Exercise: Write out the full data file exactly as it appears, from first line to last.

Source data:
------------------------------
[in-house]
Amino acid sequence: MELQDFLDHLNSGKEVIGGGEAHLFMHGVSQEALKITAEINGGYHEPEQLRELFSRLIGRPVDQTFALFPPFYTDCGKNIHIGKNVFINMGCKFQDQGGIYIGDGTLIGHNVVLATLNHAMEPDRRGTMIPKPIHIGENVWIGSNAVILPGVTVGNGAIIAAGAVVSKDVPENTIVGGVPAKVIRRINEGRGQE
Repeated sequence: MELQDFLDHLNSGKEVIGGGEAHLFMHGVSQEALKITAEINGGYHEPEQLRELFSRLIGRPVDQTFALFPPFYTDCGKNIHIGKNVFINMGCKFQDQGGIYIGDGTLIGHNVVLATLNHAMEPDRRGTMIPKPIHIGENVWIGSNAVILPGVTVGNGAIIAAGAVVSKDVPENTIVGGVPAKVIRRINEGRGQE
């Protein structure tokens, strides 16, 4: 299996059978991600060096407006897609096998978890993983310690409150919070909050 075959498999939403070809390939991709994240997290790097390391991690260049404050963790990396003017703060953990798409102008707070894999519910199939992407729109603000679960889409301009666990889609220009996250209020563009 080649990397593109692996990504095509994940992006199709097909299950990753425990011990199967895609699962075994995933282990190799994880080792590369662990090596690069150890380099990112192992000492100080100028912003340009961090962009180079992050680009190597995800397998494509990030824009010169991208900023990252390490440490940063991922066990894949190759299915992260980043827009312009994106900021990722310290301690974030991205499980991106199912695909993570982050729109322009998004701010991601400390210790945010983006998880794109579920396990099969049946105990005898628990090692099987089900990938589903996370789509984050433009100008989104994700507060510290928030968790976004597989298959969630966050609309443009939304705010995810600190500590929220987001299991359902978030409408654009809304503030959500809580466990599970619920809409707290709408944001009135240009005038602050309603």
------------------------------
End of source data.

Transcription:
[in-house]
Amino acid sequence: MELQDFLDHLNSGKEVIGGGEAHLFMHGVSQEALKITAEINGGYHEPEQLRELFSRLIGRPVDQTFALFPPFYTDCGKNIHIGKNVFINMGCKFQDQGGIYIGDGTLIGHNVVLATLNHAMEPDRRGTMIPKPIHIGENVWIGSNAVILPGVTVGNGAIIAAGAVVSKDVPENTIVGGVPAKVIRRINEGRGQE
Repeated sequence: MELQDFLDHLNSGKEVIGGGEAHLFMHGVSQEALKITAEINGGYHEPEQLRELFSRLIGRPVDQTFALFPPFYTDCGKNIHIGKNVFINMGCKFQDQGGIYIGDGTLIGHNVVLATLNHAMEPDRRGTMIPKPIHIGENVWIGSNAVILPGVTVGNGAIIAAGAVVSKDVPENTIVGGVPAKVIRRINEGRGQE
């Protein structure tokens, strides 16, 4: 299996059978991600060096407006897609096998978890993983310690409150919070909050 075959498999939403070809390939991709994240997290790097390391991690260049404050963790990396003017703060953990798409102008707070894999519910199939992407729109603000679960889409301009666990889609220009996250209020563009 080649990397593109692996990504095509994940992006199709097909299950990753425990011990199967895609699962075994995933282990190799994880080792590369662990090596690069150890380099990112192992000492100080100028912003340009961090962009180079992050680009190597995800397998494509990030824009010169991208900023990252390490440490940063991922066990894949190759299915992260980043827009312009994106900021990722310290301690974030991205499980991106199912695909993570982050729109322009998004701010991601400390210790945010983006998880794109579920396990099969049946105990005898628990090692099987089900990938589903996370789509984050433009100008989104994700507060510290928030968790976004597989298959969630966050609309443009939304705010995810600190500590929220987001299991359902978030409408654009809304503030959500809580466990599970619920809409707290709408944001009135240009005038602050309603």